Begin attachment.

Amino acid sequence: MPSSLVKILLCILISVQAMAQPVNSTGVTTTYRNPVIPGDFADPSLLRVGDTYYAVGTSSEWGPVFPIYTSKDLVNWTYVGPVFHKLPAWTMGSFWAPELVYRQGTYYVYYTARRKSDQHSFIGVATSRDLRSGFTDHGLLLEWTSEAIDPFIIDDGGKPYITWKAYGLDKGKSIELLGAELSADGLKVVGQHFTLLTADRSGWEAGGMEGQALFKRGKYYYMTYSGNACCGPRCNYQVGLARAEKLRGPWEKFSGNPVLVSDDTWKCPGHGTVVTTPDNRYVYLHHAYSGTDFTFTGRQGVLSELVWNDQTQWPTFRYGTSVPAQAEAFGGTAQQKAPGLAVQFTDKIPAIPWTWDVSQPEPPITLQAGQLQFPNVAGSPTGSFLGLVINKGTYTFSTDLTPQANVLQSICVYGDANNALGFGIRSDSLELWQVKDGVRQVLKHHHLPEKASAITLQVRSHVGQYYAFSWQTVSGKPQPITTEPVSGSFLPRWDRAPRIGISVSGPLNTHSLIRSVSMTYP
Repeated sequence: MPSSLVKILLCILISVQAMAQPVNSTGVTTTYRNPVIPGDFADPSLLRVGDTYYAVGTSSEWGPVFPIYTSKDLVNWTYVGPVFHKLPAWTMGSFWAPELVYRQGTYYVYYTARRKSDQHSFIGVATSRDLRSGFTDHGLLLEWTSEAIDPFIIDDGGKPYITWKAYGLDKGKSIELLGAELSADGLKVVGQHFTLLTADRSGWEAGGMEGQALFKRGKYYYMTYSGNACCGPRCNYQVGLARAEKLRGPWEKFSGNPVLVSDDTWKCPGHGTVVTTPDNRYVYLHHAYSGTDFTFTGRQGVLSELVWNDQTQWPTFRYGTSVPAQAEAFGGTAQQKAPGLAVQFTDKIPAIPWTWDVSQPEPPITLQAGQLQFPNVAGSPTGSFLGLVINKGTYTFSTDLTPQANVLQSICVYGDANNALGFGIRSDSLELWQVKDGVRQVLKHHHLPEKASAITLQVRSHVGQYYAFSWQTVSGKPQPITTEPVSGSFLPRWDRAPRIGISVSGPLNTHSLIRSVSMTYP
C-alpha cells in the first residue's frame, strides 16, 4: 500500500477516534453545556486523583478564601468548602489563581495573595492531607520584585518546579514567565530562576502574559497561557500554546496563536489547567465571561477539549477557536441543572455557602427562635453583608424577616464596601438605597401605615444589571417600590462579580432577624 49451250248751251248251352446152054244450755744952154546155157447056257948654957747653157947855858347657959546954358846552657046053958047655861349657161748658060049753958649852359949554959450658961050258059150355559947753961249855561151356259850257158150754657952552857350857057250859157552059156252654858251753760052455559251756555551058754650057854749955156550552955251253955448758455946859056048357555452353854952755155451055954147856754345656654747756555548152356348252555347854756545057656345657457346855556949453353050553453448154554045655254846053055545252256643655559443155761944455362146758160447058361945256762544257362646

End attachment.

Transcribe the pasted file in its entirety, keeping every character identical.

Amino acid sequence: MPSSLVKILLCILISVQAMAQPVNSTGVTTTYRNPVIPGDFADPSLLRVGDTYYAVGTSSEWGPVFPIYTSKDLVNWTYVGPVFHKLPAWTMGSFWAPELVYRQGTYYVYYTARRKSDQHSFIGVATSRDLRSGFTDHGLLLEWTSEAIDPFIIDDGGKPYITWKAYGLDKGKSIELLGAELSADGLKVVGQHFTLLTADRSGWEAGGMEGQALFKRGKYYYMTYSGNACCGPRCNYQVGLARAEKLRGPWEKFSGNPVLVSDDTWKCPGHGTVVTTPDNRYVYLHHAYSGTDFTFTGRQGVLSELVWNDQTQWPTFRYGTSVPAQAEAFGGTAQQKAPGLAVQFTDKIPAIPWTWDVSQPEPPITLQAGQLQFPNVAGSPTGSFLGLVINKGTYTFSTDLTPQANVLQSICVYGDANNALGFGIRSDSLELWQVKDGVRQVLKHHHLPEKASAITLQVRSHVGQYYAFSWQTVSGKPQPITTEPVSGSFLPRWDRAPRIGISVSGPLNTHSLIRSVSMTYP
Repeated sequence: MPSSLVKILLCILISVQAMAQPVNSTGVTTTYRNPVIPGDFADPSLLRVGDTYYAVGTSSEWGPVFPIYTSKDLVNWTYVGPVFHKLPAWTMGSFWAPELVYRQGTYYVYYTARRKSDQHSFIGVATSRDLRSGFTDHGLLLEWTSEAIDPFIIDDGGKPYITWKAYGLDKGKSIELLGAELSADGLKVVGQHFTLLTADRSGWEAGGMEGQALFKRGKYYYMTYSGNACCGPRCNYQVGLARAEKLRGPWEKFSGNPVLVSDDTWKCPGHGTVVTTPDNRYVYLHHAYSGTDFTFTGRQGVLSELVWNDQTQWPTFRYGTSVPAQAEAFGGTAQQKAPGLAVQFTDKIPAIPWTWDVSQPEPPITLQAGQLQFPNVAGSPTGSFLGLVINKGTYTFSTDLTPQANVLQSICVYGDANNALGFGIRSDSLELWQVKDGVRQVLKHHHLPEKASAITLQVRSHVGQYYAFSWQTVSGKPQPITTEPVSGSFLPRWDRAPRIGISVSGPLNTHSLIRSVSMTYP
C-alpha cells in the first residue's frame, strides 16, 4: 500500500477516534453545556486523583478564601468548602489563581495573595492531607520584585518546579514567565530562576502574559497561557500554546496563536489547567465571561477539549477557536441543572455557602427562635453583608424577616464596601438605597401605615444589571417600590462579580432577624 49451250248751251248251352446152054244450755744952154546155157447056257948654957747653157947855858347657959546954358846552657046053958047655861349657161748658060049753958649852359949554959450658961050258059150355559947753961249855561151356259850257158150754657952552857350857057250859157552059156252654858251753760052455559251756555551058754650057854749955156550552955251253955448758455946859056048357555452353854952755155451055954147856754345656654747756555548152356348252555347854756545057656345657457346855556949453353050553453448154554045655254846053055545252256643655559443155761944455362146758160447058361945256762544257362646